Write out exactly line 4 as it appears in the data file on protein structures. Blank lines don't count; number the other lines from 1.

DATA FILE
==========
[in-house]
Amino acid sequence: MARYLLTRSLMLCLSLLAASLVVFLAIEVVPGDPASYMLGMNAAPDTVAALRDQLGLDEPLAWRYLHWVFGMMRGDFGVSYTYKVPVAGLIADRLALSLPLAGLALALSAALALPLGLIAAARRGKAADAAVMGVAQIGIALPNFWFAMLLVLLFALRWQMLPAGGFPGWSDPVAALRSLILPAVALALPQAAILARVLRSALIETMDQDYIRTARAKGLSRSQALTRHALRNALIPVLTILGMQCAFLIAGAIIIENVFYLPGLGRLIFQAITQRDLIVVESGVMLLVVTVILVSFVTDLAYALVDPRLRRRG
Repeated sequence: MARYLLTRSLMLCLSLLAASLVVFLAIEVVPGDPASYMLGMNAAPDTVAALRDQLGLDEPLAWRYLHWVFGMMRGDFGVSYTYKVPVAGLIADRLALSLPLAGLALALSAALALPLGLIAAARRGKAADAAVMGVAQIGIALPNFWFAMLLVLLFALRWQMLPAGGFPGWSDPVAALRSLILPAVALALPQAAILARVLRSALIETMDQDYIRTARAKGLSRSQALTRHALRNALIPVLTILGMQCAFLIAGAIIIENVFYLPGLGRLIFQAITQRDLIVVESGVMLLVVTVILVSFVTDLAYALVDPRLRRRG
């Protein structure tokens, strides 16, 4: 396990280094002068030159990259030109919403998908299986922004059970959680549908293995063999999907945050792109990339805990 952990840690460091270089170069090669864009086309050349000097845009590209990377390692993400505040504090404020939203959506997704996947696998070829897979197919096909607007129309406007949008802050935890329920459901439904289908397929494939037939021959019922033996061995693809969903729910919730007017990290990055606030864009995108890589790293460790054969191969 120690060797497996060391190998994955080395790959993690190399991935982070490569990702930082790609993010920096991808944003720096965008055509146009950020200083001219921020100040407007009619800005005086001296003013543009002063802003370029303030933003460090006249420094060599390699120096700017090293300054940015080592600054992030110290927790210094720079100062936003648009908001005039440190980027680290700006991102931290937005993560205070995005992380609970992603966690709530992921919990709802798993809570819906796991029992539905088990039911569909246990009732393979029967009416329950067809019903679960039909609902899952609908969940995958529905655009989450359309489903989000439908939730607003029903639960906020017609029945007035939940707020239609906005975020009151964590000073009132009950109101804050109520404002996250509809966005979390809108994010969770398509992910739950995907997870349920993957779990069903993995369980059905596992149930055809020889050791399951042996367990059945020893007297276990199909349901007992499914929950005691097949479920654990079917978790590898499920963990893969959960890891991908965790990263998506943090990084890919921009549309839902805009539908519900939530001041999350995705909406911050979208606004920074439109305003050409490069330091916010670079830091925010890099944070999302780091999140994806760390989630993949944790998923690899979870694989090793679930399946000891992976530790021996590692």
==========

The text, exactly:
């Protein structure tokens, strides 16, 4: 396990280094002068030159990259030109919403998908299986922004059970959680549908293995063999999907945050792109990339805990 952990840690460091270089170069090669864009086309050349000097845009590209990377390692993400505040504090404020939203959506997704996947696998070829897979197919096909607007129309406007949008802050935890329920459901439904289908397929494939037939021959019922033996061995693809969903729910919730007017990290990055606030864009995108890589790293460790054969191969 120690060797497996060391190998994955080395790959993690190399991935982070490569990702930082790609993010920096991808944003720096965008055509146009950020200083001219921020100040407007009619800005005086001296003013543009002063802003370029303030933003460090006249420094060599390699120096700017090293300054940015080592600054992030110290927790210094720079100062936003648009908001005039440190980027680290700006991102931290937005993560205070995005992380609970992603966690709530992921919990709802798993809570819906796991029992539905088990039911569909246990009732393979029967009416329950067809019903679960039909609902899952609908969940995958529905655009989450359309489903989000439908939730607003029903639960906020017609029945007035939940707020239609906005975020009151964590000073009132009950109101804050109520404002996250509809966005979390809108994010969770398509992910739950995907997870349920993957779990069903993995369980059905596992149930055809020889050791399951042996367990059945020893007297276990199909349901007992499914929950005691097949479920654990079917978790590898499920963990893969959960890891991908965790990263998506943090990084890919921009549309839902805009539908519900939530001041999350995705909406911050979208606004920074439109305003050409490069330091916010670079830091925010890099944070999302780091999140994806760390989630993949944790998923690899979870694989090793679930399946000891992976530790021996590692």